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Kansas - Leftoverture CD (album) cover

LEFTOVERTURE

Kansas

 

Symphonic Prog

4.21 | 665 ratings

From Progarchives.com, the ultimate progressive rock music website

spookytooth
5 stars (Originally posted on rateyourmusic.com)

Sad that people assume that Kansas is yet another throwaway late 70's early 80's arena rock band simply because their huge hit Carry on Wayward Son was hard rocking and appealed to fans of arena rock (even though if you look deeper, Carry On IS a prog song). These people who assumed this are either: A. retarded B. haven't listened to other Kansas material C. Didn't realize that they made Dust In the Wind which is far, far away from arena rock. Most of these people turn out to be either B or C, luckily. Anyway, on with the review:

This album is absolutely amazing. Every song is flawlessly composed and put into the right area. The album starts out with the hard rocking, fist pumping Carry on Wayward Son, which was (unintentionally) a huge international hit, and secured their popularity for the rest of rock existence. People think of this song as arena rock or poppy, but really, they're wrong. If you look deeper, you can see time signature changes, epic (and very good) lyrics (they were very good songwriters), a wide variety of instruments (and elaborate instrument playing), and three guitar solos and a keyboard solo. Very good song, just happened to be killed by radio overplay (As many great rock songs have been. Nirvana, anyone?)

The next song is more proggy, The Wall and has a religious theme. Very good, too. What's on my Mind could be considered the most pop song on the album, due to it's lyrical content, catchy riffs, and not as much complex instrumentation. They get very close to sounding like a Foreigner or Styx clone.

However, Miracles Out of Nowhere completely blows this arena rock skepticism out of the water. Starting out with an acoustic guitar, a violin piece (adding to their uniqueness), and a keyboard solo. Very good track. Opus Insert and Questions of my Childhood keeps up the pace, too...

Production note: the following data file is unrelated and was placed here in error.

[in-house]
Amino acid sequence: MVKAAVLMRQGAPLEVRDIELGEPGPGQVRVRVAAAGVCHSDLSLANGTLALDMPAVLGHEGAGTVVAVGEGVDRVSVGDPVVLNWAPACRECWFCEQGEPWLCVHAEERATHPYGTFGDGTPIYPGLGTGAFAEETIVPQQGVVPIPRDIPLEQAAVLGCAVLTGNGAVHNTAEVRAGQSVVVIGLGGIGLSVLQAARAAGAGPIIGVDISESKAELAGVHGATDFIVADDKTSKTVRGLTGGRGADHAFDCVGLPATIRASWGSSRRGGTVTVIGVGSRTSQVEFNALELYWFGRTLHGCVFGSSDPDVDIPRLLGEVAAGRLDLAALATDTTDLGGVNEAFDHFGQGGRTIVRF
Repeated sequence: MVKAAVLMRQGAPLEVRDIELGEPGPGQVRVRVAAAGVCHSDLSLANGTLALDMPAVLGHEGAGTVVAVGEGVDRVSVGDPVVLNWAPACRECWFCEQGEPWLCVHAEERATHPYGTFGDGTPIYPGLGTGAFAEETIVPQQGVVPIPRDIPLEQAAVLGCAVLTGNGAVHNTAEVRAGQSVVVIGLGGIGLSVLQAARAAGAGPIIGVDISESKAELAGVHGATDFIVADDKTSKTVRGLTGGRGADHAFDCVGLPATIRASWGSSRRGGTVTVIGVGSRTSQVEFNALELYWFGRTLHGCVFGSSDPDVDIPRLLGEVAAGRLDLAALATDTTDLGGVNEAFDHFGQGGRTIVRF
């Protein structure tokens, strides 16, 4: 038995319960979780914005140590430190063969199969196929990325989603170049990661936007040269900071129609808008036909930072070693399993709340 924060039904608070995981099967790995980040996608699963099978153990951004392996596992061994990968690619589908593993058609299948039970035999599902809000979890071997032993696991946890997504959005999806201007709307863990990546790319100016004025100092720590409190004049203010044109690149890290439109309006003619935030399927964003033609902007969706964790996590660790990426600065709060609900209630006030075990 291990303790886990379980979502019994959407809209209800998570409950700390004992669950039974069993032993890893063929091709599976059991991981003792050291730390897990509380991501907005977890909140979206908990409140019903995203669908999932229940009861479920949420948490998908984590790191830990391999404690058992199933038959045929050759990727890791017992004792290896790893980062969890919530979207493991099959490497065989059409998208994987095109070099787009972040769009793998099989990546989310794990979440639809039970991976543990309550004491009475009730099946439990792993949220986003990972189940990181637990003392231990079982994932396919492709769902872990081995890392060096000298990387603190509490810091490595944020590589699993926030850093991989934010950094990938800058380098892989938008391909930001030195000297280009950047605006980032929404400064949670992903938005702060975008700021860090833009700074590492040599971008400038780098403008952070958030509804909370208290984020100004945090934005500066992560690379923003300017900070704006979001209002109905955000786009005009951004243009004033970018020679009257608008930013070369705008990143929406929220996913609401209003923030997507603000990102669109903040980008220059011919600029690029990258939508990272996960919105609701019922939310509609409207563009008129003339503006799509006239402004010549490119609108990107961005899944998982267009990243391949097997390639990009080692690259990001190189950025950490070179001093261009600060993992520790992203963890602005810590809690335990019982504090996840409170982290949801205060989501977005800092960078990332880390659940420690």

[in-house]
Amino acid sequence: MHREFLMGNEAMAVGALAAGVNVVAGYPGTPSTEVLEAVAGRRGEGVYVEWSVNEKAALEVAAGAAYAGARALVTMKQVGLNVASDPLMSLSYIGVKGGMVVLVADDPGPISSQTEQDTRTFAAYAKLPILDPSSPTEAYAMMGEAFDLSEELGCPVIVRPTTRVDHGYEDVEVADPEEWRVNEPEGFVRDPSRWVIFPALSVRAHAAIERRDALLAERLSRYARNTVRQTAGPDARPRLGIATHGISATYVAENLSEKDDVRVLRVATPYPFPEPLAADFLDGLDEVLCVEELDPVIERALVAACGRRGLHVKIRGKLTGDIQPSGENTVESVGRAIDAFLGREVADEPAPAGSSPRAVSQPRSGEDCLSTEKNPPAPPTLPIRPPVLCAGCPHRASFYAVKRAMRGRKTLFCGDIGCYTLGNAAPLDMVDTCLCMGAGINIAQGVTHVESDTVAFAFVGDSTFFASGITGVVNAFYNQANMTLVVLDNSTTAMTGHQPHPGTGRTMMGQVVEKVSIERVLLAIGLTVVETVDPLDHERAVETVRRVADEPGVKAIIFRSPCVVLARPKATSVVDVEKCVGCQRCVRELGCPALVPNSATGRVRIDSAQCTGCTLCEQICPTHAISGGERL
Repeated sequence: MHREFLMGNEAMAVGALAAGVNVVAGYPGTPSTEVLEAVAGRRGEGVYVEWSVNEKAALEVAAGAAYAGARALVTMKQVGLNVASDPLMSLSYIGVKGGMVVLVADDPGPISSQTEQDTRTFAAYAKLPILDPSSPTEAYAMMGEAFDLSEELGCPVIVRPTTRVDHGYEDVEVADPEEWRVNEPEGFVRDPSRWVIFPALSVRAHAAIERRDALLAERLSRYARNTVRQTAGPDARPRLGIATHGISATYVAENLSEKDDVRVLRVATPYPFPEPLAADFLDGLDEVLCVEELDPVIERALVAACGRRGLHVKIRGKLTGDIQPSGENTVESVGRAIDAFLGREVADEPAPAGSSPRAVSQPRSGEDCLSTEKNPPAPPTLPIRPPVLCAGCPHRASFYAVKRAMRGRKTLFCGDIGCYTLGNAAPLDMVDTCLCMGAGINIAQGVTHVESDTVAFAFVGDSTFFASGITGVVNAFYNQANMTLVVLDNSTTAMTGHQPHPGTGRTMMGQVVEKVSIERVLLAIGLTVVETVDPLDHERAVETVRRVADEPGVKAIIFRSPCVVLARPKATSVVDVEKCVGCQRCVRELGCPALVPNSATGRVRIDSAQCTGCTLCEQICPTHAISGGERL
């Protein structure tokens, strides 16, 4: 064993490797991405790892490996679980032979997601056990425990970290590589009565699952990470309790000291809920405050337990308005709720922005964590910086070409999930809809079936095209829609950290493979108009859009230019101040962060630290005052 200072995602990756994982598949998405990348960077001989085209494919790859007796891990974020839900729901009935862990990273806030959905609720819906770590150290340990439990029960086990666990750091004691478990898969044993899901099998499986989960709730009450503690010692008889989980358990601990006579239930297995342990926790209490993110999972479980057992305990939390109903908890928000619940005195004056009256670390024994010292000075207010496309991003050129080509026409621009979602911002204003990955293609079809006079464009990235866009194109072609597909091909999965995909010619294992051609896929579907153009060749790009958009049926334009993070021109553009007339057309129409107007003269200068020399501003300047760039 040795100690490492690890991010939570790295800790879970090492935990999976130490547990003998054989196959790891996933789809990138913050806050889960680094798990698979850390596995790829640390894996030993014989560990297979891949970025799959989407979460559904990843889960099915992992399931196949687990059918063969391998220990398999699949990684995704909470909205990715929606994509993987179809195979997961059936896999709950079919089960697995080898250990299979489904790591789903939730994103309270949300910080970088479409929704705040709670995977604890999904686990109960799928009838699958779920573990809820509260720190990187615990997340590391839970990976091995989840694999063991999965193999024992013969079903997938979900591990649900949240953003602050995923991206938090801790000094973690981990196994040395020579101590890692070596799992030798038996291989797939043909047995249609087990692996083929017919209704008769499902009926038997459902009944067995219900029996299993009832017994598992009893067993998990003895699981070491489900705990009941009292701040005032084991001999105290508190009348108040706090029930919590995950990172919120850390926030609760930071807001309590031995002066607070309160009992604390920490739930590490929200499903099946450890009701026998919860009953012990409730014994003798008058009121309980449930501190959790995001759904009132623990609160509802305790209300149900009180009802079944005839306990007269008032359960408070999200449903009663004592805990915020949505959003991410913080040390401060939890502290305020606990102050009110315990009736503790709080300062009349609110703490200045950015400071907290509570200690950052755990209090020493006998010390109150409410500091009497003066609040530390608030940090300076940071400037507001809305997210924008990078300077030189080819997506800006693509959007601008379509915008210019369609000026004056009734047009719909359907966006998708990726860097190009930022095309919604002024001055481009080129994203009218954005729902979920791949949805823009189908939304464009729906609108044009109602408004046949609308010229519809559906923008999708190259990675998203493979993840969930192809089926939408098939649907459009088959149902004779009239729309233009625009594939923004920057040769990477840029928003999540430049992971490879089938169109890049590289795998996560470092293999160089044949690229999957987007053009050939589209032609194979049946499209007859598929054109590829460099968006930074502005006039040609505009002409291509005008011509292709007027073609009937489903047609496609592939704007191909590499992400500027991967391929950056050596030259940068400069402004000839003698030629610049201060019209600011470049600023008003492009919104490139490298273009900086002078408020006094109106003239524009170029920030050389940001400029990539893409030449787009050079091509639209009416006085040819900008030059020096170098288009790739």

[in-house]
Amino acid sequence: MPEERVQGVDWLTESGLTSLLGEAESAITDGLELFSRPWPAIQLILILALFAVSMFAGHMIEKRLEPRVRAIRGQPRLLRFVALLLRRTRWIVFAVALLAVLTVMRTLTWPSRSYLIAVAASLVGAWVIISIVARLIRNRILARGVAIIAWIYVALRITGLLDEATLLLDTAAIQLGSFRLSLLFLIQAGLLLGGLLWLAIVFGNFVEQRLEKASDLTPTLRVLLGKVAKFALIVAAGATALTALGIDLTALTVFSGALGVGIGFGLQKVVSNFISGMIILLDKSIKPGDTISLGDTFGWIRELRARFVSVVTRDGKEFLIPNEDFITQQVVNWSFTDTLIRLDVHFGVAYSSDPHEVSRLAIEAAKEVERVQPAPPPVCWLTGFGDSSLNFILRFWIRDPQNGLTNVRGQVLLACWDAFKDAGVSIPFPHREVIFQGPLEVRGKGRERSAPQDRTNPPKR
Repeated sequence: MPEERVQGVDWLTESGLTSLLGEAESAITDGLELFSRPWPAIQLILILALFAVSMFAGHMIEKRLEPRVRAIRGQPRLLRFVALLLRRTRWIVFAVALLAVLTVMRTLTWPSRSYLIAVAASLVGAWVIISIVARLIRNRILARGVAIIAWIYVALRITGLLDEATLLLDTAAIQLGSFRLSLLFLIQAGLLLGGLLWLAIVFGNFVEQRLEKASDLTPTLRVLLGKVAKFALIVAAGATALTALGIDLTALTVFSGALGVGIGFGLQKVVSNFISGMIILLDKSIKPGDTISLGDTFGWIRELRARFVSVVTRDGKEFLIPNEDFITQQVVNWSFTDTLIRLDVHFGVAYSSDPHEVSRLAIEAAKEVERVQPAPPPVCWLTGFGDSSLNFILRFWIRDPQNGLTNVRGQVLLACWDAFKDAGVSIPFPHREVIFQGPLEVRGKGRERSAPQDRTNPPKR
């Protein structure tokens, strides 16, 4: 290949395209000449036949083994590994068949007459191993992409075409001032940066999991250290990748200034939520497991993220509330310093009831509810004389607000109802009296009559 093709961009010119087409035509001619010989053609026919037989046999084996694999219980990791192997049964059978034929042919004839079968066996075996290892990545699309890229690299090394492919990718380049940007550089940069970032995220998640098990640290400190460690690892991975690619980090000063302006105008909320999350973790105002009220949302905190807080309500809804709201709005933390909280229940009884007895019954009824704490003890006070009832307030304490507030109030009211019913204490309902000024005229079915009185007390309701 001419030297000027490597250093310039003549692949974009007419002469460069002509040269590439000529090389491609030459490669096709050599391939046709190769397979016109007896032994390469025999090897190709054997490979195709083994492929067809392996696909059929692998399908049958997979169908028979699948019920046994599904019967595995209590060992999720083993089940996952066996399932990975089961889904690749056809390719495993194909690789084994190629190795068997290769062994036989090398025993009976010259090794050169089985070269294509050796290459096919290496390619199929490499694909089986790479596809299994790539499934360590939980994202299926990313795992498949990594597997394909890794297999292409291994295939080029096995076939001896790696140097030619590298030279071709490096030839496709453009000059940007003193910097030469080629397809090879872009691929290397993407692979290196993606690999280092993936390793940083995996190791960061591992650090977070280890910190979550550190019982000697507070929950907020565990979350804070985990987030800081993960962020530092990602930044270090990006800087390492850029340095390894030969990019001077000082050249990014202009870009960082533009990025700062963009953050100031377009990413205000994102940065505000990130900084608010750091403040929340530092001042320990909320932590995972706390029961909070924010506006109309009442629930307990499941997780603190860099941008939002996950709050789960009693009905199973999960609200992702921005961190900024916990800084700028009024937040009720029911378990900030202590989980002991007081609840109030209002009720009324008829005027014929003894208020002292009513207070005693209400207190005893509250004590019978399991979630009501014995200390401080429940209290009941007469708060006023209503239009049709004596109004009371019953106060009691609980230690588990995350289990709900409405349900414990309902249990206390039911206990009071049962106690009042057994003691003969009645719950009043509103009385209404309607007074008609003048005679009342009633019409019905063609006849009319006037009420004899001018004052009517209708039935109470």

...But The next two pieces don't, they go faster than the previous pace! Cheyenne Anthem is an incredible song. It starts out very folky, with acoustic guitars and keyboards in the background, but slowly builds up to multiple solos on guitars, keyboards, and even the violin, and this song, along with the next one, are some perfect examples of their original and unique wall of sound, which is when the violin, guitars, drums, bass, and the keyboards are all playing at the same time. Now on to the next song...

...Magnum Opus. The title fits perfectly. This could be the best musical piece they have ever done. Only a paragraph of spoken lyrics in the entire song, but the incredible instrumentation throughout just fits together like a puzzle. The slow, soft sounding drums slowly become louder with an organ softly emerging in, as if it's creeping up on you. And later, the guitars emerge as if they came out of nowhere, and the drums become harder, along with all the other instruments. The instrumentation thereafter can be described as nothing as flawless, and I'm not exaggerating, either. The slow, awesome sounding guitars playing alongside an eerie violin in the middle of the song just adds to the greatness of this song., and the instrumental playing slows down, and the lyrics start to emerge, as if it's another instrument itself. After the lyrics, some more great instrumentation, and some greatly arranged distorted guitar solos that add both texture and depth of the song, and the song slowly goes back to the same melody from the beginning of the song, as if it were a theatrical performance (which is what the album feels like).

Leftoverture is not only the best Kansas album, but in the top five of the best prog albums I've ever listened to. It's sad to see this album is fading away from the public eye, people need to get over the arena rock assumptions. Arena Rock is an idiotic statement, anyway. If it were a true genre, wouldn't the Beatles or the Rolling Stones be considered this because they played in arenas? Completely idiotic. Anyway, Kansas (along with Thin Lizzy) may be one of the most underrated rock bands ever. Definitely a must buy, especially if you are a prog fan. Every track is flawless, and they flow seamlessly through and they fit as if it were a theatrical production (as I stated earlier). Get this album NOW! No excuses...

spookytooth | 5/5 |

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